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Fiji Time: 2:02 PM on Monday 21 April

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Journalism evolves

Geraldine Panapasa
Saturday, December 08, 2012

JOURNALISM is evolving in line with technological change, says News Limited CEO officer Kim Williams.

In an address to members of the Melbourne Press Club at the Crown Casino and Entertainment Complex last week he said the smartest young journalists and the most adaptable veteran journalists were inventing the future of journalism and carving out great careers at the same time.

"They get 'technology' because they've grown up with it. They 'get it' not just technically but socially," he said.

"They understand how it can entertain, how it can enlighten, how it can generate revenue and sometimes how it can change the world.

"While the methods the new journalists employ maybe innovative, their content is both thought-provoking and informed by the old-fashioned journalistic crafts of investigation and interrogation.

"The kitchen can sometimes be more revealing than the interview studio.

"And they're doing all this in a way that attracts people who may not otherwise think much about politics, and in the process attracting them to the media, encouraging them to think about their democracy, and generating advertising revenue.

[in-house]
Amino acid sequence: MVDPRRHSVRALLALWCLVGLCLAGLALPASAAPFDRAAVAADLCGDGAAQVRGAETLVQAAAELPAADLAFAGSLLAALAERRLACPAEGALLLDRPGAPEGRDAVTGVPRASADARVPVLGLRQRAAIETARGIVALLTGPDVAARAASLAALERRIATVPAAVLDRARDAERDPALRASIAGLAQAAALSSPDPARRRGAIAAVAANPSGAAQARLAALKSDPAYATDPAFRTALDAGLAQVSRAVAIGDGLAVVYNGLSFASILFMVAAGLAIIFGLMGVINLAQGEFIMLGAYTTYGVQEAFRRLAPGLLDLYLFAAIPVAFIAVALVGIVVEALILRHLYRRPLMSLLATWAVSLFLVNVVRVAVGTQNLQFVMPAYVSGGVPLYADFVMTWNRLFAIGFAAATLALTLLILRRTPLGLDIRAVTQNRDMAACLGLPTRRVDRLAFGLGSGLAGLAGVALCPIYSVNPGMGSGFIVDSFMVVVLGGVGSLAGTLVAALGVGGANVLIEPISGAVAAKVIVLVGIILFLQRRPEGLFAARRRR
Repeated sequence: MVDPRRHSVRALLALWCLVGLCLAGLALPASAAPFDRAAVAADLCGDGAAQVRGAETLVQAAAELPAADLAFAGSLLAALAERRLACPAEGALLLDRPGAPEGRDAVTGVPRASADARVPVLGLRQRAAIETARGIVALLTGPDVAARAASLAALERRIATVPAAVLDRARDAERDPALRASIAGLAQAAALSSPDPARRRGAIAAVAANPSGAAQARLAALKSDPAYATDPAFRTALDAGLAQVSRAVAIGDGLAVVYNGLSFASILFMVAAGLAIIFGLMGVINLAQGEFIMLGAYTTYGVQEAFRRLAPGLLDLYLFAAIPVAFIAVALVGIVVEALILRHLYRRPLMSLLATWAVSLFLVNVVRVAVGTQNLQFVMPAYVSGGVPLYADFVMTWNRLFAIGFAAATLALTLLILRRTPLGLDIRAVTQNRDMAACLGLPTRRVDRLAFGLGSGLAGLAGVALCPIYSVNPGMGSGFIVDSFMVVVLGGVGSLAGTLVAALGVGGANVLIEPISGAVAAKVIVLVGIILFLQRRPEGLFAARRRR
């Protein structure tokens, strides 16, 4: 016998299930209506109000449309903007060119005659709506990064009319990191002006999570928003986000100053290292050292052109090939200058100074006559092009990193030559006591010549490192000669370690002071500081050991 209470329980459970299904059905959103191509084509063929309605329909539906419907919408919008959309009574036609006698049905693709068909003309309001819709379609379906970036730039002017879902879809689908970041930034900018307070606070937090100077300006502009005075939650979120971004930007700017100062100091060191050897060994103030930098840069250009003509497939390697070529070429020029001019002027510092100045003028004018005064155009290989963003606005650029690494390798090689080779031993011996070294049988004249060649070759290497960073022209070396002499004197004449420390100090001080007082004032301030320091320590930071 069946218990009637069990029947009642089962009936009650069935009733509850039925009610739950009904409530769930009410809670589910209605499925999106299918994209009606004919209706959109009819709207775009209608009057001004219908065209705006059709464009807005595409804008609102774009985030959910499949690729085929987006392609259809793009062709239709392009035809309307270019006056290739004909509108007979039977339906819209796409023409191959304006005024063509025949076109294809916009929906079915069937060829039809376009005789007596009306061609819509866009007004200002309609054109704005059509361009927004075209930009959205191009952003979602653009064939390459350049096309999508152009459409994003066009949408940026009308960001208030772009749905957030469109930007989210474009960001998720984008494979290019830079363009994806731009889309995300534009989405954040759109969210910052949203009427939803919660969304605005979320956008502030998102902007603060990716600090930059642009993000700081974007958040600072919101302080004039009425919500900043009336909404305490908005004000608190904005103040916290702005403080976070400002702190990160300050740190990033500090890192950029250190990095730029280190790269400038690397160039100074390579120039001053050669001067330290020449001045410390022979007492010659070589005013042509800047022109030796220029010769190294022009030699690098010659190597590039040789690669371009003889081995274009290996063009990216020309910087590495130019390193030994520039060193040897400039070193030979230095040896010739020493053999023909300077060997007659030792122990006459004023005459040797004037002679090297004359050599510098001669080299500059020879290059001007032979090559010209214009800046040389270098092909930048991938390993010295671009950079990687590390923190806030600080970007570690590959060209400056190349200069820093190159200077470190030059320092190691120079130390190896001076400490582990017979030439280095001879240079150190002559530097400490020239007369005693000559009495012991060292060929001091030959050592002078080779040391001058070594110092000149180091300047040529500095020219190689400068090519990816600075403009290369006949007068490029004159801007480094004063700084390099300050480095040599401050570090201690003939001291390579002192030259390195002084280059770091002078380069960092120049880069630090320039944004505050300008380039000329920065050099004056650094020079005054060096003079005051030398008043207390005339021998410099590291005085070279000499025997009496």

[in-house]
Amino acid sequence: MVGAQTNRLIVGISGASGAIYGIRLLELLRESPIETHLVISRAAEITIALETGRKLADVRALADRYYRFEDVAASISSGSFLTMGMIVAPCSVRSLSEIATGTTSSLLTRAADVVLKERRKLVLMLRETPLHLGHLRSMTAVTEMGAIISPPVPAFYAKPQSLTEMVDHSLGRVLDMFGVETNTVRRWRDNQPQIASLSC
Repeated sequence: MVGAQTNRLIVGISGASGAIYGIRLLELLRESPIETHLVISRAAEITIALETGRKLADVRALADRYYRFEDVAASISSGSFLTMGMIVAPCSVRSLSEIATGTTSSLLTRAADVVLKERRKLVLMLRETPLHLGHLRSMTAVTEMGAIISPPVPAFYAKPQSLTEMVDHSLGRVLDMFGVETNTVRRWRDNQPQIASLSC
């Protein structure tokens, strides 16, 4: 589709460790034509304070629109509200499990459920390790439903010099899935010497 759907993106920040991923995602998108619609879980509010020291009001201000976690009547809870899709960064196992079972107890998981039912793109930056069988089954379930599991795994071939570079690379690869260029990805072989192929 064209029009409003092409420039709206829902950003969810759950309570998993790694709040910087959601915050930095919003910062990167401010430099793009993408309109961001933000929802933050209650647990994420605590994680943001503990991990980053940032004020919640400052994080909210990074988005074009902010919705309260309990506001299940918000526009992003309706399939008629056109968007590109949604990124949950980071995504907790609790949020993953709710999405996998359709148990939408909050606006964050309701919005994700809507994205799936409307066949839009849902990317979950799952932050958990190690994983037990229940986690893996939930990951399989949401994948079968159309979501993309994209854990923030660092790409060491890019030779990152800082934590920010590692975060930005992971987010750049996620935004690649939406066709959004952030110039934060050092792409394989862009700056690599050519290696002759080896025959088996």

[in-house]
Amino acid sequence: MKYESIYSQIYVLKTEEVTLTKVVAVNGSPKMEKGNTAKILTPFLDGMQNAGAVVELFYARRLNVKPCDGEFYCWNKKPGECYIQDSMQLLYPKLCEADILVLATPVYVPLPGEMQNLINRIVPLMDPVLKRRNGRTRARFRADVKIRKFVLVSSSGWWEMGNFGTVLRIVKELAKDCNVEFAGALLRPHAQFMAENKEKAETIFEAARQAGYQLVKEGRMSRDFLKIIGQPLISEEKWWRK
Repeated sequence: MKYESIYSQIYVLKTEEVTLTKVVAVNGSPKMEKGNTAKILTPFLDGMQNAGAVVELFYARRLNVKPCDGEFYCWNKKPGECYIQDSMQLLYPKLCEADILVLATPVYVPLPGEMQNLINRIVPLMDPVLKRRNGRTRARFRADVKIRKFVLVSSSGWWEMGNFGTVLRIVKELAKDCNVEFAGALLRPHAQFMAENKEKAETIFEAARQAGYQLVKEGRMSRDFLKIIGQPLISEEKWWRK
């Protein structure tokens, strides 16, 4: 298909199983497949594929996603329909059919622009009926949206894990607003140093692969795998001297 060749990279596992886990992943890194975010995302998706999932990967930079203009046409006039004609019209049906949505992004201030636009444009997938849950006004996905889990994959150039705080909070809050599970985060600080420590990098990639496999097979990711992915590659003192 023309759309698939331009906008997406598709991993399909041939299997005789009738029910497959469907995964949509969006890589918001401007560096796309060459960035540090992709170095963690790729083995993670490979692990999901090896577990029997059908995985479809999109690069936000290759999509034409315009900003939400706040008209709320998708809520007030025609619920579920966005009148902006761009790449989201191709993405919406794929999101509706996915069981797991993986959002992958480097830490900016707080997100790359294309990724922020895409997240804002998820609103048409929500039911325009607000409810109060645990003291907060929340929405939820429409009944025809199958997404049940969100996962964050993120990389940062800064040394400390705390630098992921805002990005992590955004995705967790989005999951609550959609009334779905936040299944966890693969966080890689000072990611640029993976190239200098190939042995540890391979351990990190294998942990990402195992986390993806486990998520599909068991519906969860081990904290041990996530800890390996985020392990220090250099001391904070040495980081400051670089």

"More than this, many of our journalists have moved towards a completely different way of interacting with their audiences. Journalists are no longer the gatekeepers and purveyors of unimpeachable wisdom.

"They now hold a conversation with their readers through the marvelous medium of digital technologies — changing in quite profound ways what it is that we all do."

Mr Williams said what the young people and veteran reporters were doing proved that quality journalism was not dying — it was simply evolving into something different and possibly better.

He said the onus was on decision-makers to back those journalists and see the trend as "our friend".